Digital Stakeholders Should Better Understand CEO Reluctance to Change

In a presentation designed by the MIT Sloan School Management Review, and Capgemini Consulting, Embracing Digital Technology (the 2013 Digital Transformation Global Executive Study and Research Project), CEOs of businesses with over $1 Billion in annual sales are admonished to ” . . . achiev[e] digital transformation . . . within the next two years”. The authors of this presentation, Michael Fitzgerald, Nina Kruschwitz, Didier Bonnet, and Michael Welch, argue the urgency, for CEOs, is to embrace this imperative.

Presumably the points made in this presentation are credible. After all, the positions taken in it are based on the results of a survey of ” . . . 1,559 executives and managers in a wide range of industries.” But somehow the points echo very similar points made over the years about office automation. The old themes (really cliches) pop up again in this piece. Businesses failing to embrace new technologies (in this case social media and online transaction processing) will lose ground to competitors who successfully make the required transitions.

What’s missing is any real depth of detail about why the recalcitrance evidenced by a full 62% of companies surveyed, may make sense. For these respondents ” . . . digital transformation . . . [has not become] a permanent fixture on their CEO’s agenda”. Surely there must be a compelling reason for these CEOs to take this position about whether or not the “urgency” of technological change makes sense this time around?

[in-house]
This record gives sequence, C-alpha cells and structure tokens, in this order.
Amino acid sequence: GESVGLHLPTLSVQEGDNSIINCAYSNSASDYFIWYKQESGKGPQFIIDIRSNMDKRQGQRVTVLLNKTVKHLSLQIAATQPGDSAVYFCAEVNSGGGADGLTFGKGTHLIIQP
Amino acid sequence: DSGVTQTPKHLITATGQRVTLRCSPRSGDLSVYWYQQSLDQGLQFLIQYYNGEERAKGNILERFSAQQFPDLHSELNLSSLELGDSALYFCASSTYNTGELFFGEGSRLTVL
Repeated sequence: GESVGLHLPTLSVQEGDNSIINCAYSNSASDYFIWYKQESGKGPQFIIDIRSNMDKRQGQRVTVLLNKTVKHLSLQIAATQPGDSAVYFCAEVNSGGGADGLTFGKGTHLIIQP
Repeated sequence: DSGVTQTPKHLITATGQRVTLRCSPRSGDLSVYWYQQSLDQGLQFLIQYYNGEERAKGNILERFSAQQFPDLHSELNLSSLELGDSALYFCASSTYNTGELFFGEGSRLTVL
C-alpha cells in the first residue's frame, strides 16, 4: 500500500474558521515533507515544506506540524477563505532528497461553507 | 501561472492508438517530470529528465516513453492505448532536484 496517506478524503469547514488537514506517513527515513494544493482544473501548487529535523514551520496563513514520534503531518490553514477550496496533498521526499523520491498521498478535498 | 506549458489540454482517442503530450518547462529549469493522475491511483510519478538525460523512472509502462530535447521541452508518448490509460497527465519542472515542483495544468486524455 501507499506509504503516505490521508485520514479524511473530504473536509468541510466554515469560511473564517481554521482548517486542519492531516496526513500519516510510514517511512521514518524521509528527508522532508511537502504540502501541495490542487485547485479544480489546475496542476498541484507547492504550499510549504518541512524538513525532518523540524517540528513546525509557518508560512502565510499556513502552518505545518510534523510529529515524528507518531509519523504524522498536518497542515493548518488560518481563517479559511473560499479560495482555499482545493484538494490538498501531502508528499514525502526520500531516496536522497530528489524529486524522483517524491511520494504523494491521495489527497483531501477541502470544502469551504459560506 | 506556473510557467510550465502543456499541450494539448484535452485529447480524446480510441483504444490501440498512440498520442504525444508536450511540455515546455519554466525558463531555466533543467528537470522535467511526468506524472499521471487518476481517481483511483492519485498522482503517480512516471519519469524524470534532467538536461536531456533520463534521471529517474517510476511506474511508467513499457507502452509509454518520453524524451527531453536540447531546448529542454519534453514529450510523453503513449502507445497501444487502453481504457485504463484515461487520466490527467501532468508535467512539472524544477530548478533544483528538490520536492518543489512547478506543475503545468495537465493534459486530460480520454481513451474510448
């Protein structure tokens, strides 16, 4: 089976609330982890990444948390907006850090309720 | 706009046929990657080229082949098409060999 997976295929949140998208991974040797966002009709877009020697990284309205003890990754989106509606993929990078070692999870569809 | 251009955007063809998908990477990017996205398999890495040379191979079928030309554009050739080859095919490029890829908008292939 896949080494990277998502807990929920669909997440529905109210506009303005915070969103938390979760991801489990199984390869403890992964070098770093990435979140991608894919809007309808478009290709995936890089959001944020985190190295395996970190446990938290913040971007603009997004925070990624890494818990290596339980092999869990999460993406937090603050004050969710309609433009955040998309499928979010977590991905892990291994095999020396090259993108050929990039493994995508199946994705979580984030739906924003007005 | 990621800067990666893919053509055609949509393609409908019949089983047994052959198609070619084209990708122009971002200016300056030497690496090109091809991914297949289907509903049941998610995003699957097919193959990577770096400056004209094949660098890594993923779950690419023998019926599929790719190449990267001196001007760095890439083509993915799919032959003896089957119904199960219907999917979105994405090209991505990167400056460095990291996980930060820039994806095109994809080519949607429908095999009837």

Perhaps the reluctance of these CEOs is understandable if one chooses to consider the substantial increase in the success rate of malicious attacks on websites, or the growing divide between successful IT projects, and the more common variety of IT projects which are prone to substantial cost overruns and disappointed users.

While we’re at it, let’s not forget the quagmire of “user adoption strategies.” There are few CEOs willing to simply digest the cost of these campaigns, which are designed to achieve little, if anything, more than persuading end users to change one method of successfully performing daily computing chores, for another.

An adoption strategy, for better or worse, should be a mandatory component of any “modern” office automation project, regardless of whether the type of computing is “digital” computing online, or a legacy on-premises computing solution. After all, any changes in computing, at this point in the development of information technology, is really a matter of abandoning one method of office automation for another. But do most IT project plans include this strategy? From the results of this survey, perhaps not. CEO reluctance, when considered in this light, becomes understandable and certainly worth exploring. Pity this article did not dive into it.

Ira Michael Blonder

© IMB Enterprises, Inc. & Ira Michael Blonder, 2013 All Rights Reserved

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